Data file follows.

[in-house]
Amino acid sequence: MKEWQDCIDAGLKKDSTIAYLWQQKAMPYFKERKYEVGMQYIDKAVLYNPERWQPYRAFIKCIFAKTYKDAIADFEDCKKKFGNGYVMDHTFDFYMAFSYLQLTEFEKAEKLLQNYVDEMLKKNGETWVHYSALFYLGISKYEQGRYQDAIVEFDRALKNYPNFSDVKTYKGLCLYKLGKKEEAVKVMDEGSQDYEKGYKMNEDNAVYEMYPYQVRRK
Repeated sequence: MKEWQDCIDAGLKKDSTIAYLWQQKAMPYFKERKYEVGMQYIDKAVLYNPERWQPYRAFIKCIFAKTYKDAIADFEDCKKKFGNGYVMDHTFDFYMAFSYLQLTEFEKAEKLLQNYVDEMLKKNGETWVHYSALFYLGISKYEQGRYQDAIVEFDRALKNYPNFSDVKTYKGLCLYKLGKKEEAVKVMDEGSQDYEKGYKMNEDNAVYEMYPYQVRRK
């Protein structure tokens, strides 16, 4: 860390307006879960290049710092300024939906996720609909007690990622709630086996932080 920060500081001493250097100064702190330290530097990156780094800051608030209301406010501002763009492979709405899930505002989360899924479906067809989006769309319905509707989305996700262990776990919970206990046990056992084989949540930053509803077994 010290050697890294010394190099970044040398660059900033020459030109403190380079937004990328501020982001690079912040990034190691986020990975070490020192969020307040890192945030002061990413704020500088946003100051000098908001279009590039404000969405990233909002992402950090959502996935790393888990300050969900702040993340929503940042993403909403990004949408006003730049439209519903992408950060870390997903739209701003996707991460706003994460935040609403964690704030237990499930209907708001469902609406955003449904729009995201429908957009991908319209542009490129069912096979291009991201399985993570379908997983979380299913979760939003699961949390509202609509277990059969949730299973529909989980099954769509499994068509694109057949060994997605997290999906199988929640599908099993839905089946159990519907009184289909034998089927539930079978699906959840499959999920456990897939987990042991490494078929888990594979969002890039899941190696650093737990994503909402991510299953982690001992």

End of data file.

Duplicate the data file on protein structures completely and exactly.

[in-house]
Amino acid sequence: MKEWQDCIDAGLKKDSTIAYLWQQKAMPYFKERKYEVGMQYIDKAVLYNPERWQPYRAFIKCIFAKTYKDAIADFEDCKKKFGNGYVMDHTFDFYMAFSYLQLTEFEKAEKLLQNYVDEMLKKNGETWVHYSALFYLGISKYEQGRYQDAIVEFDRALKNYPNFSDVKTYKGLCLYKLGKKEEAVKVMDEGSQDYEKGYKMNEDNAVYEMYPYQVRRK
Repeated sequence: MKEWQDCIDAGLKKDSTIAYLWQQKAMPYFKERKYEVGMQYIDKAVLYNPERWQPYRAFIKCIFAKTYKDAIADFEDCKKKFGNGYVMDHTFDFYMAFSYLQLTEFEKAEKLLQNYVDEMLKKNGETWVHYSALFYLGISKYEQGRYQDAIVEFDRALKNYPNFSDVKTYKGLCLYKLGKKEEAVKVMDEGSQDYEKGYKMNEDNAVYEMYPYQVRRK
């Protein structure tokens, strides 16, 4: 860390307006879960290049710092300024939906996720609909007690990622709630086996932080 920060500081001493250097100064702190330290530097990156780094800051608030209301406010501002763009492979709405899930505002989360899924479906067809989006769309319905509707989305996700262990776990919970206990046990056992084989949540930053509803077994 010290050697890294010394190099970044040398660059900033020459030109403190380079937004990328501020982001690079912040990034190691986020990975070490020192969020307040890192945030002061990413704020500088946003100051000098908001279009590039404000969405990233909002992402950090959502996935790393888990300050969900702040993340929503940042993403909403990004949408006003730049439209519903992408950060870390997903739209701003996707991460706003994460935040609403964690704030237990499930209907708001469902609406955003449904729009995201429908957009991908319209542009490129069912096979291009991201399985993570379908997983979380299913979760939003699961949390509202609509277990059969949730299973529909989980099954769509499994068509694109057949060994997605997290999906199988929640599908099993839905089946159990519907009184289909034998089927539930079978699906959840499959999920456990897939987990042991490494078929888990594979969002890039899941190696650093737990994503909402991510299953982690001992």